L.M.O.C. v. STATE

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L.M.O.C. v. STATE
1987 OK CR 224
744 P.2d 1271
Case Number: J-87-258
Decided: 10/22/1987
Oklahoma Court of Criminal Appeals

An appeal from the District Court of Custer County; Alan D. Markum, Associate District Judge.

L.M.O.C., appellant, was certified in Custer County, Case No. JFJ-87-1 to stand trial trial as an adult on the charge of Knowingly Concealing and Withholding Stolen Property. From the Order of Certification, he brings this appeal. DENIED.

Lisbeth L. McCarty, Asst. Appellate Public Defender, Norman, for petitioner.

Charles V. Williams, Sp. Prosecutor, Elk City, for respondent.

OPINION

BUSSEY, Judge:

[744 P.2d 1272]

¶1 Petitioner, L.M.O.C., hereinafter L.C., was certified in Custer County, Case NO. JFJ-87-1, to stand trial as an adult on the charge of Knowingly Concealing and Withholding Stolen Property. From the Order of Certification, he brings this appeal.

¶2 The facts disclosed by the record reveal that on January 8, 1987, the Clinton Police Department investigated a complaint by Leroy Wilks that his car had been burglarized. The following night, a tan Ford was stopped for having an expired vehicle inspection sticker. The driver produced a license with restriction number nine, a learner's permit. Petitioner was the only passenger in the car, and he was unable to produce a valid driver's license. The driver was then placed under arrest for operating a vehicle without a license. Appellant was placed under arrest for violating the municipal curfew ordinance. The car was impounded and the arresting officers conducted an inventory search. Items matching the description of those taken from Leroy Wilks' car were discovered. The car was sealed and towed, despite the arrival of appellant's mother, who owned the car. A search warrant was obtained, the items were seized from the car, and Wilks positively identified one item as coming from his car.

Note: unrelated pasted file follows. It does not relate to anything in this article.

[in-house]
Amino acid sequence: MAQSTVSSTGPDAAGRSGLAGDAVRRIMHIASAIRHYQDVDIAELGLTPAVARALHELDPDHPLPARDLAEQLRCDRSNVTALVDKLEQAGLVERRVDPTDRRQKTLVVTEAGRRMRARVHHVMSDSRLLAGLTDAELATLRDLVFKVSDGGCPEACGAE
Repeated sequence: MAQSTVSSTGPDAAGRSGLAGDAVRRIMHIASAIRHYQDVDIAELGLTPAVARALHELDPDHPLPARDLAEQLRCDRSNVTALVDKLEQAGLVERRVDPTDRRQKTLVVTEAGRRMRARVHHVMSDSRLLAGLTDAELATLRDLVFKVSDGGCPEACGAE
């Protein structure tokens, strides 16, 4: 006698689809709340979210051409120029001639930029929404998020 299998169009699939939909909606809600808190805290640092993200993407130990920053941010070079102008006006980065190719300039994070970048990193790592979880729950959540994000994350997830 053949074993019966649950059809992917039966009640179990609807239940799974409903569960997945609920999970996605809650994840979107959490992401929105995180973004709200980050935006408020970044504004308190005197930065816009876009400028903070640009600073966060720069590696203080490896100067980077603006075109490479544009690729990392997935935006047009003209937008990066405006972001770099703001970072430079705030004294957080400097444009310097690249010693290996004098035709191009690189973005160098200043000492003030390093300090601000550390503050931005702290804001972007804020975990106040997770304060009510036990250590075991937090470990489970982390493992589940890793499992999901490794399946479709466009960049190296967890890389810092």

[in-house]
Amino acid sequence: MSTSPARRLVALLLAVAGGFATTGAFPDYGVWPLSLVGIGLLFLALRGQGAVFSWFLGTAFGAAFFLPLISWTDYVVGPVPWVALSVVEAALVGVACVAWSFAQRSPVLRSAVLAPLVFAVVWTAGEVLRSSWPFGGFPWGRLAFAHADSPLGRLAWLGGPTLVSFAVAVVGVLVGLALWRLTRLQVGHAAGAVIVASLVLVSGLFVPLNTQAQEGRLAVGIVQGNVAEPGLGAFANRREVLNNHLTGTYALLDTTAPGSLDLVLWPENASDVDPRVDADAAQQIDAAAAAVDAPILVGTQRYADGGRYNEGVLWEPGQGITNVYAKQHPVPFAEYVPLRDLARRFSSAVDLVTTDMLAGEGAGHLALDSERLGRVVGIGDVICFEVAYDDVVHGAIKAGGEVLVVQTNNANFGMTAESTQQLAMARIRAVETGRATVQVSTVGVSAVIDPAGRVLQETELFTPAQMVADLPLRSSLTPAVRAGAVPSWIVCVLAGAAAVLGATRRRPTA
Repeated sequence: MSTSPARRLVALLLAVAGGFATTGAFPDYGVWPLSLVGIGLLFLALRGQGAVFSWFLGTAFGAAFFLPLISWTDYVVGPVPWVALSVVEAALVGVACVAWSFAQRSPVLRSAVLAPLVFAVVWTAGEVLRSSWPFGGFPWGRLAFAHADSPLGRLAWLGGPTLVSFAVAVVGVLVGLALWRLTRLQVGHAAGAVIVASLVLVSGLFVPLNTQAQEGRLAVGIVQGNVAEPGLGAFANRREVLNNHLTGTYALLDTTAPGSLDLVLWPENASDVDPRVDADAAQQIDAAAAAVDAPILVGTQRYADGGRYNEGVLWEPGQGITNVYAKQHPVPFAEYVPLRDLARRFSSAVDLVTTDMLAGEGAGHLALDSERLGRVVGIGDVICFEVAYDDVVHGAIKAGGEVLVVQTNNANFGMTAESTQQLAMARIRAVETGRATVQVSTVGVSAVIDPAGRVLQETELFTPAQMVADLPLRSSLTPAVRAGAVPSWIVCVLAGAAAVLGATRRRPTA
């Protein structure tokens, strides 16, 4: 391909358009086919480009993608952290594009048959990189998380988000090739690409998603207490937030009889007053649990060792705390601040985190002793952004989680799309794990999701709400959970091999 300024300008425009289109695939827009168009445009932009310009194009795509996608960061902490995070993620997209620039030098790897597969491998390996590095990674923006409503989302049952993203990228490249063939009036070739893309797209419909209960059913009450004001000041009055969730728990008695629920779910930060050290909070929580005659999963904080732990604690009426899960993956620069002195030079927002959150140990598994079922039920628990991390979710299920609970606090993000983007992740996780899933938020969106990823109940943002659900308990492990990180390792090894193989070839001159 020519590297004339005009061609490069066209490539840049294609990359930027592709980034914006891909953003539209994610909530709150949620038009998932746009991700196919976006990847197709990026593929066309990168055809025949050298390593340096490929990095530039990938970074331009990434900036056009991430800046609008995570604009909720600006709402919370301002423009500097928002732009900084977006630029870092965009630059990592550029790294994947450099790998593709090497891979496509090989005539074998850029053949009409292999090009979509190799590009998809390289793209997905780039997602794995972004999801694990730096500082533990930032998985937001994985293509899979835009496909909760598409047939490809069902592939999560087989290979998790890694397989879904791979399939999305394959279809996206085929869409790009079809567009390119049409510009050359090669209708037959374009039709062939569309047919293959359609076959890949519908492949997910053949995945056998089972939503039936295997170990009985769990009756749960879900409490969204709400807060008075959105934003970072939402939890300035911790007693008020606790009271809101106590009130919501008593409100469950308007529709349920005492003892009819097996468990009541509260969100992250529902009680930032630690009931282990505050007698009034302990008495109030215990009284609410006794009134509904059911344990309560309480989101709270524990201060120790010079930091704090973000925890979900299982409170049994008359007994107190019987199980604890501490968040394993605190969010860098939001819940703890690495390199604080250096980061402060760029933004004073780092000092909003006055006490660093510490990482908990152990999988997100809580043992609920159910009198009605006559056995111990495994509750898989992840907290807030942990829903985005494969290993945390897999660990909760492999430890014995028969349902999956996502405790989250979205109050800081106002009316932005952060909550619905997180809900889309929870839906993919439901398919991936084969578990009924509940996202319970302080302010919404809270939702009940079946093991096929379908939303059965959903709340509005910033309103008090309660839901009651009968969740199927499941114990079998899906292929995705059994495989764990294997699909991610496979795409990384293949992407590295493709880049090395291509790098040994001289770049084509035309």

¶3 In his first assignment of error, petitioner asserts that the State failed to prove [744 P.2d 1273] prosecutive merit before certifying him as an adult. In support of this assignment, petitioner attacks the validity of the warrant under which items were seized, and further attacks the sufficiency of the evidence to establish petitioner's knowledge that the items were stolen. We find neither argument persuasive.

¶4 The vehicle was stopped due to a violation of the motor vehicle statutes. Both occupants were properly placed under arrest. There was no choice for the officers. The car had to be impounded. In complying with established police procedure, the officers discovered what appeared to be stolen goods. That discovery provided a second sufficient basis to impound the vehicle, dispite the subsequent arrival of the car's licensed owner. The search warrant was issued on the basis of the police officers' personal knowledge obtained in the course of conducting a lawful inventory search.

¶5 That police officers may lawfully conduct inventory searches of impounded vehicles is supported by manifold case authority. See, e.g., South Dakota v. Opperman, 428 U.S. 364, 96 S. Ct. 3092, 49 L. Ed. 2d 1000 (1976); Fallon v. State, 725 P.2d 603 (Okl.Cr. 1986). The discovery of stolen goods in the trunk was not beyond the scope of the inventory. In Opperman, supra, the Supreme Court stated, "[s]tandard inventories often include an examination of the glove compartment, since it is a customary place . . . for the temporary storage of valuables." Id., 428 U.S. at 372, 96 S. Ct. at 3098. We find that rationale equally applicable to the trunk of the car in this case. Therefore, it follows that the search warrant was obtained based on probable cause provided by the personal knowledge of a police officer, and there was no error in admitting evidence properly seized under that warrant.